Yes it can happen again if an airport is not fenced; if the security and perimeter fences are not in place and if they are in place but are not being monitored, the fences can be breached. The security of the airport lies with the Federal Airports Authority if Nigeria (FAAN). Do I think our airports are safe? Yes, they are safe but there is room for improvement. There are things we can do to ensure that the security level has increased, especially in the area of patrolling the airports because of stowaways and the rest.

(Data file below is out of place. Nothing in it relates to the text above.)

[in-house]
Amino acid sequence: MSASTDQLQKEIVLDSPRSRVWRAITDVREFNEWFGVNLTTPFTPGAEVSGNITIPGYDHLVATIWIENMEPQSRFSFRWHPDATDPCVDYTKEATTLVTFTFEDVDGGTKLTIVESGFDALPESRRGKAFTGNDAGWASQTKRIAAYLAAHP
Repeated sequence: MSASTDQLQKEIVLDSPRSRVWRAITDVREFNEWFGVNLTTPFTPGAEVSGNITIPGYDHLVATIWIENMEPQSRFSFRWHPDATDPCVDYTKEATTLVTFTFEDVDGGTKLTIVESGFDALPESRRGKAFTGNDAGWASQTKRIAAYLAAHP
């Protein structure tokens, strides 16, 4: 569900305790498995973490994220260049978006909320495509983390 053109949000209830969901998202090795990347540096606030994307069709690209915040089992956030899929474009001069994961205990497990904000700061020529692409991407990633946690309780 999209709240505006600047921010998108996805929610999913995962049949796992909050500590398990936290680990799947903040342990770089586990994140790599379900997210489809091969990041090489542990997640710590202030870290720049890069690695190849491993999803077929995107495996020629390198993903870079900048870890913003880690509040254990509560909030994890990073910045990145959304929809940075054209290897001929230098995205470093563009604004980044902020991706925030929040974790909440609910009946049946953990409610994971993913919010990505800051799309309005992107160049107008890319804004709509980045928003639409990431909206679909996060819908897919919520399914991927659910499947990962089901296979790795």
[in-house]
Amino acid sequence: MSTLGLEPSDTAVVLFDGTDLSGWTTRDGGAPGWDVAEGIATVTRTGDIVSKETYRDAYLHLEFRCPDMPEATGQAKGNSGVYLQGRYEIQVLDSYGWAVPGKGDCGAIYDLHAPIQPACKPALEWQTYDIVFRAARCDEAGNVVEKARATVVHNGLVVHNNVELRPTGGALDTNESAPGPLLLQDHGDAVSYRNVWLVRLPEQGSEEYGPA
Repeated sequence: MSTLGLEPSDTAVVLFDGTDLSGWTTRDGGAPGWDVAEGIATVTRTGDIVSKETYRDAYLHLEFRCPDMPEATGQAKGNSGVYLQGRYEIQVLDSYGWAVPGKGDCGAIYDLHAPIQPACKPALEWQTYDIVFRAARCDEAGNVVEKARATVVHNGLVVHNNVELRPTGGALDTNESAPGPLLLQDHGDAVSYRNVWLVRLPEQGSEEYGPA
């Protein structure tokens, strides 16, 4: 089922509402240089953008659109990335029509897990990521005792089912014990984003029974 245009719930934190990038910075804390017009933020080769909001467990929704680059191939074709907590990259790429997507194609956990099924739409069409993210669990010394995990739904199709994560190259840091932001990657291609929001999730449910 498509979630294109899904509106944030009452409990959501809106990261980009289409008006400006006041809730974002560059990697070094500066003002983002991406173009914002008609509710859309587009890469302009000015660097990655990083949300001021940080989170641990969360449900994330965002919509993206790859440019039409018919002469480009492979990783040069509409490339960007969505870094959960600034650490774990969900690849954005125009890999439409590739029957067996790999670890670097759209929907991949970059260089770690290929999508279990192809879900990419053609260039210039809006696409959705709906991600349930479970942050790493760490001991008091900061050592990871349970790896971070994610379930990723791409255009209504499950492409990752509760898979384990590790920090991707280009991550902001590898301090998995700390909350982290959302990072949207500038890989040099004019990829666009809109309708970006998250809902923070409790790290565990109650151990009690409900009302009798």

Some people are saying that government should have provided these safety critical facilities before remodelling the airport terminals. Is that your position too?
There are safety critical items that need to be there at the airports. These are basic things that need to be present at any airport in the country. An international airport should have runway lights, instrument landing system, should be secured and well fenced. Also an international airport terminal building should also have some basic things. So remodelling or not, we should have the basic things first. When we have the basics you start thinking of what to add there. We must have the basic safety critical equipment at the airport to even start thinking of operating into that airport.